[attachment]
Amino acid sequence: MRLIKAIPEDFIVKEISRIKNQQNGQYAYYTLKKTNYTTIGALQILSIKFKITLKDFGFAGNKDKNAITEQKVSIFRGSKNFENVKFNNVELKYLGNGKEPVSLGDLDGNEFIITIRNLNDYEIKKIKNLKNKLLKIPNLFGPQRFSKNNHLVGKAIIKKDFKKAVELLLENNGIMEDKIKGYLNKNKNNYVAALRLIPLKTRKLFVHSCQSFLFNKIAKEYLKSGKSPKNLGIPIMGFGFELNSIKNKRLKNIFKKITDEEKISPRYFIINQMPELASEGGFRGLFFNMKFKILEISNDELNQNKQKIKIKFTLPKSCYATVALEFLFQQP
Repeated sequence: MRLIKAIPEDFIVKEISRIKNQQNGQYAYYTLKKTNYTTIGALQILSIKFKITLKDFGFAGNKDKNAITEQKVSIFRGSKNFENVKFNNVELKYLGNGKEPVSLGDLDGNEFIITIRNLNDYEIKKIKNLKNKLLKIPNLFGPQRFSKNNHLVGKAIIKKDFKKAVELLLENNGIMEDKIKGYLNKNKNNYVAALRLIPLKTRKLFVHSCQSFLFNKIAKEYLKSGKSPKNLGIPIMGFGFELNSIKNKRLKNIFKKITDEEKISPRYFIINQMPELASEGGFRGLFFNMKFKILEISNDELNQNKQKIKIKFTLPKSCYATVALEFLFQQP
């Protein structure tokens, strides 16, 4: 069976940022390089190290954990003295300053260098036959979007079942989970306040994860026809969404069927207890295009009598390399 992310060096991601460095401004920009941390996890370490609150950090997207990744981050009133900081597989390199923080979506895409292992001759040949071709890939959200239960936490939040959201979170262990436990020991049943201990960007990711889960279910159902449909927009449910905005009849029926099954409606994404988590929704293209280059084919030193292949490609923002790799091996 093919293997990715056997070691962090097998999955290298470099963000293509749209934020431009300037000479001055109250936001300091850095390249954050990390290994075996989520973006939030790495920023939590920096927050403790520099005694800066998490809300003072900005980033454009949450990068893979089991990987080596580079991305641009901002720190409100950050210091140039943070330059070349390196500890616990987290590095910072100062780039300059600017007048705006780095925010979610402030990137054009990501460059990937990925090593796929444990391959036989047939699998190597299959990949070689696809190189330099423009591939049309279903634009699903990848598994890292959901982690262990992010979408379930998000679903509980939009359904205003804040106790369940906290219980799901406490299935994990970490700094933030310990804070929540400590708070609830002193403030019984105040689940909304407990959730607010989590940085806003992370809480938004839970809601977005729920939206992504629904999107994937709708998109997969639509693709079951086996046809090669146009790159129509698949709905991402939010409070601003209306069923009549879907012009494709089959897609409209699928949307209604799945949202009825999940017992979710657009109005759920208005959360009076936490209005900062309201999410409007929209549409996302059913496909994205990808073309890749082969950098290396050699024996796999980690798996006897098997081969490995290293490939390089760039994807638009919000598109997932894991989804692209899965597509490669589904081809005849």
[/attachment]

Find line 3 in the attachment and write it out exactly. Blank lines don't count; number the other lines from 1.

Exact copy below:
């Protein structure tokens, strides 16, 4: 069976940022390089190290954990003295300053260098036959979007079942989970306040994860026809969404069927207890295009009598390399 992310060096991601460095401004920009941390996890370490609150950090997207990744981050009133900081597989390199923080979506895409292992001759040949071709890939959200239960936490939040959201979170262990436990020991049943201990960007990711889960279910159902449909927009449910905005009849029926099954409606994404988590929704293209280059084919030193292949490609923002790799091996 093919293997990715056997070691962090097998999955290298470099963000293509749209934020431009300037000479001055109250936001300091850095390249954050990390290994075996989520973006939030790495920023939590920096927050403790520099005694800066998490809300003072900005980033454009949450990068893979089991990987080596580079991305641009901002720190409100950050210091140039943070330059070349390196500890616990987290590095910072100062780039300059600017007048705006780095925010979610402030990137054009990501460059990937990925090593796929444990391959036989047939699998190597299959990949070689696809190189330099423009591939049309279903634009699903990848598994890292959901982690262990992010979408379930998000679903509980939009359904205003804040106790369940906290219980799901406490299935994990970490700094933030310990804070929540400590708070609830002193403030019984105040689940909304407990959730607010989590940085806003992370809480938004839970809601977005729920939206992504629904999107994937709708998109997969639509693709079951086996046809090669146009790159129509698949709905991402939010409070601003209306069923009549879907012009494709089959897609409209699928949307209604799945949202009825999940017992979710657009109005759920208005959360009076936490209005900062309201999410409007929209549409996302059913496909994205990808073309890749082969950098290396050699024996796999980690798996006897098997081969490995290293490939390089760039994807638009919000598109997932894991989804692209899965597509490669589904081809005849």